Nato is still holding strong on Ukraine; Germany slammed for refusing tanks

WASHINGTON: The billions of dollars in new arms for Ukraine announced this month — including British tanks, American fighting vehicles, and howitzers from Denmark and Sweden — are testament to Russian President Vladimir Putin’s failure to split the Nato allies after nearly a year of war. But small yet significant fractures are getting too big to hide.
The differences are over strategy for the coming year and the more immediate question of what Ukraine needs in the next few months, as both sides in the war prepare for major offensives in the spring. And although most of those debates take place behind closed doors, Britain’s impatience with the current pace of aid and Germany’s refusal to provide Leopard 2 tanks to Ukraine broke out into public view this week.
Germany faced a strong backlash from allies on Saturday over its refusal to supply Ukraine with its vaunted Leopard tanks to boost its fighting capacity in the nearly year-long war with Russia. On Saturday, several allies echoed Ukrainian President Volodymyr Zelensky in saying that thetanks were essential to Ukraine’s fight with its much larger neighbour. In a joint statement — and a rare public criticism of Europe’s top power — the foreign ministers of the three Baltic states said they “call on Germany to provide Leopard tanks to Ukraine now. ”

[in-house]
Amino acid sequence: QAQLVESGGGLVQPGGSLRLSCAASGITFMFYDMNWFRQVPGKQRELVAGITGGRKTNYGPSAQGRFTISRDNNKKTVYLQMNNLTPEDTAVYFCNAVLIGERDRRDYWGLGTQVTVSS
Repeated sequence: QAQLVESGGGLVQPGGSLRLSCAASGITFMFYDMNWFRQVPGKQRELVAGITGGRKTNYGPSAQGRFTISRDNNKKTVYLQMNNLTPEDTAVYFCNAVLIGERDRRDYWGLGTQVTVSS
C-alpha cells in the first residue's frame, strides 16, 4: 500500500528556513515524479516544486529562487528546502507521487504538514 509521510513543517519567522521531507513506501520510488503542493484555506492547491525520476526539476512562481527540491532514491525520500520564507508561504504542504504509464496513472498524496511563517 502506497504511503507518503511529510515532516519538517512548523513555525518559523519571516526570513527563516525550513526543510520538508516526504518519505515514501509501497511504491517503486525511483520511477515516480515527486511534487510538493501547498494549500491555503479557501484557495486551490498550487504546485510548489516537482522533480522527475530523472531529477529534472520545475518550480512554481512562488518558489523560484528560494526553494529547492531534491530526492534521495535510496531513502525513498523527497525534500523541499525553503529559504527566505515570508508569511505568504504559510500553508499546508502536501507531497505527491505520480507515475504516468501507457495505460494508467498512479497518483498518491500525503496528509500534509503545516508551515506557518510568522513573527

“This is needed to stop Russian aggression, help Ukraine and restore peace in Europe quickly. Germany as theleading European power has special responsibility in this regard,” said the statement, tweeted by Latvian foreign minister Edgars Rinkevics.
When the new British foreign secretary, James Cleverly, visited Washington this week, he gathered reporters for lunch and made the case that it is possible for Ukraine to score a “victory” in the war this year if the allies move fast to exploit Russia’s weaknesses. Officials in Poland, the Baltic States and Finland have largely agreed with the British assessment.
American officials pushed back, saying it is critical to pace the aid, and not flood Ukraine with equipment its troops cannot yet operate. And they argue that in a world of limited resources, it would be wise to keep something in reserve for what the Pentagon believes will probably be a drawnout conflict, in which Russia will try to wear Ukraine down with relentless barrages and tactics reminiscent of World War I and World War II. On Friday, at the conclusion of a meeting in Germany of the dozens of nations supplying the war effort, the chair of the Joint Chiefs of Staff, Gen. Mark Milley, repeated the assessment he has offered since the fall. “For this year, it would be very, very difficult to militarily eject the Russian forces,” he said. The best that could be hoped for is pressing Russia into a diplomatic negotiation — the way most wars end — although senior American diplomats say they have low expectations that Putin will enter serious talks.
US secretary of defense Lloyd Austin spent several days trying to persuade the Germans to ship German-built Leopard 2 tanks, or at least allow Poland and other nations that use the tanks to reexport them. But by the time the meeting with scores of allies ended, German defense minister Boris Pistorius reported that no agreement had been reached, although he said they would make a decision “as soon as possible. ”

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